Shortly after, The Lancet issued a full retraction of the paper Dr Wakefield published in 1998, "Ileal-lymphoid-nodular hyperplasia, non-specific colitis, and pervasive developmental disorder in children," which set off the anti-vaccine movement that still persists the autism community and beyond. [ (subscription required)]

Chronic diseases on the rise
In a new report, the Ontario Medical Association said that the number of patients with diabetes in the province increased by more than 50% between 1995 and 2005, and the prevalence of hypertension rose by nearly 100%. The numbers prompted OMA President Dr Suzanne Strasberg to scold Ontarians: "Ontario's doctors will continue to diagnose, treat and manage chronic disease however; patients also have a responsibility to help themselves by making small and simple choices that can have a significant impact on their health." [OMA news release]

Shingles vaccine recommended for Canadians older than 60
Canadians 60 or older should be given Zostavax, a recently approved shingles vaccine, recommended the Public Health Agency of Canada's National Advisory Committee on Immunization. The committee noted that it's unclear whether patients who have already had shingles can benefit from the vaccine. Also unclear is whether the vaccine will confer protection for more than just a few years. "The efficacy of protection has not been assessed beyond 4 years and it is not known whether booster doses of vaccine are beneficial." [NACI statement]

The Canadian Pain Society urged federal and provincial governments to cover the costs of vaccination for all Canadians over 60. [CPS news release]

MORE NEWS FROM ACROSS CANADA AND BEYOND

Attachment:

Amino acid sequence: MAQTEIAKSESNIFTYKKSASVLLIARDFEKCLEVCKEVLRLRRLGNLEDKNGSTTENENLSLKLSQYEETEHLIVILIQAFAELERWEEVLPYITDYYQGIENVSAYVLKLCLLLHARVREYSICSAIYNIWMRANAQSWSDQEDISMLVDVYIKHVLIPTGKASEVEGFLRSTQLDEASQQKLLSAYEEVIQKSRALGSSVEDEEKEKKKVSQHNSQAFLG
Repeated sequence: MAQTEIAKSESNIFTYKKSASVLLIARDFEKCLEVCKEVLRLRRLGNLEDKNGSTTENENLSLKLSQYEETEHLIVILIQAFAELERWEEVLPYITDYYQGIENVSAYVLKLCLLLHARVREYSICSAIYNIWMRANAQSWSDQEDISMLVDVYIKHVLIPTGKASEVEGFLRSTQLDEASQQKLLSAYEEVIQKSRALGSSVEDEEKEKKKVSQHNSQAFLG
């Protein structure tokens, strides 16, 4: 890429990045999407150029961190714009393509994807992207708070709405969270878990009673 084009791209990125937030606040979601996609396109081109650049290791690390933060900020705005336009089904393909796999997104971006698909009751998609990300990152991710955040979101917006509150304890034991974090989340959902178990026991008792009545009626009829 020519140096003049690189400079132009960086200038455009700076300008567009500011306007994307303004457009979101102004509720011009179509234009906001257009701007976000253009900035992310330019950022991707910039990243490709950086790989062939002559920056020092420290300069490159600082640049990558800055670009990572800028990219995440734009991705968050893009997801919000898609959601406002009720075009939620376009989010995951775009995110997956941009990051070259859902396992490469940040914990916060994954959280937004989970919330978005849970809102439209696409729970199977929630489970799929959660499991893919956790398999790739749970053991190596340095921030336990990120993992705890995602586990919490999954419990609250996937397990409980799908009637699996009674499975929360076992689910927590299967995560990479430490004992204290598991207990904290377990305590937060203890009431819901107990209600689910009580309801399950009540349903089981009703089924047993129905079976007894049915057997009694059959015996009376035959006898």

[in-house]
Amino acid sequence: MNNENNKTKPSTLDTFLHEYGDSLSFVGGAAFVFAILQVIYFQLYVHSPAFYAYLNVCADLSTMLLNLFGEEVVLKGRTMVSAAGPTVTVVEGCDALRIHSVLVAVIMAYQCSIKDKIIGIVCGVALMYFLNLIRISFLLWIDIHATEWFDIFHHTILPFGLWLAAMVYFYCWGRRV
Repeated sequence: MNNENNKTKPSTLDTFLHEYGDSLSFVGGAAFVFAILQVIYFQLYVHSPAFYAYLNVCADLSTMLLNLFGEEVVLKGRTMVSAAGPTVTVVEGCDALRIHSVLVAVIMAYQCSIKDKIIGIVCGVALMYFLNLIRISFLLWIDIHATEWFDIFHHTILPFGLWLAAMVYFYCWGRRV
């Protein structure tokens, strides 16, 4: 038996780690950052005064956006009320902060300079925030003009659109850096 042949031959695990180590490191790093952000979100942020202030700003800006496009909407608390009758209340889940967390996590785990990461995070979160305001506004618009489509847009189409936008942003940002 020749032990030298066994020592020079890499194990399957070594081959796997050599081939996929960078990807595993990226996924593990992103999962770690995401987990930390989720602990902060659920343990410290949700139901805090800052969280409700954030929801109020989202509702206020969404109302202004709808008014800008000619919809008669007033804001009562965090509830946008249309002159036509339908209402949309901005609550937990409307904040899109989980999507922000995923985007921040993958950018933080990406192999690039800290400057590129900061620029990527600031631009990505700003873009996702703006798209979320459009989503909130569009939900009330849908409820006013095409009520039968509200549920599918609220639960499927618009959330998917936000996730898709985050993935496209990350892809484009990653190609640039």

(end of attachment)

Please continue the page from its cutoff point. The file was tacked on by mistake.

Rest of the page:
Bar codes could help reduce drug dispensing errors, patient safety advocates insisted. [Canadian Patient Safety Institute news release]

The Canadian Association of Physicians for the Environment and the Suzuki Foundation joined forces to launch a new blog called Docs Talk. The blog will feature articles written by Canadian doctors about the connections between the environment and human health. The first entry was written by Dr Warren Bell. "It has long been a cherished belief of the doctor that administering medicine to his or her patient is an unmitigated good. We now know that this is a simplistic point of view. Many pharmaceuticals — especially newly synthesized ones — wreak havoc on animals and plants exposed to them after they leave the human body. It is painful for me and my colleagues to learn that our efforts to do good can sometimes do very bad things."

In many hospitals, women in labour are given only water to drink and ice chips to eat -- no matter how long the labour lasts. A new study published by an international team of researchers, including one Canadian, in the Cochrane Library has determined that the evidence doesn't show any benefit from withholding food and drinks like juice.

Serotonin deficiency may be behind sudden infant death syndrome (SIDS), new research found. [Toronto Star]

It appears to be more effective to use nicotine patches longer than they're usually indicated for, according to a new study. Six months of use improved the quit rate compared to the standard two months of therapy by a whopping 64%.

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11 comments:

said...

Thanks for sharing important information .

said...

RE: loyalties

I once knew an organization that changed dramatically because the " let's pull together" ethic was masked by the rigid expression of "sneer".

"Sneer" is much more malignant than gossip because it transmits beyond words.

There are some personal choices that people can make that have nothing to do with their vocation.

e.g. I would follow my dentist no matter what country he moved to

Mindset is the birthplace of sneer. It originates in a belief that dissent is desired, sought after, and savoured in it's fruition.

It is a fruitless plant :(

Avoid it.

said...

There are some personal choices that people can make that have nothing to do with their vocation.

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said...

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, doctors, clinics, physicians, plastic surgeons and all information about surgeons. How to choose a doctor. Reviews and comments from other patients. Rankings of doctors.

said...

The National Post in Canada is reporting that the Premier of Newfoundland will be having heart surgery - in the USA. Premier Danny Williams, 59, "...has gone to a renowned expert in the procedure that he needs to have done", but would not reveal the location of the operation or how it would be paid for.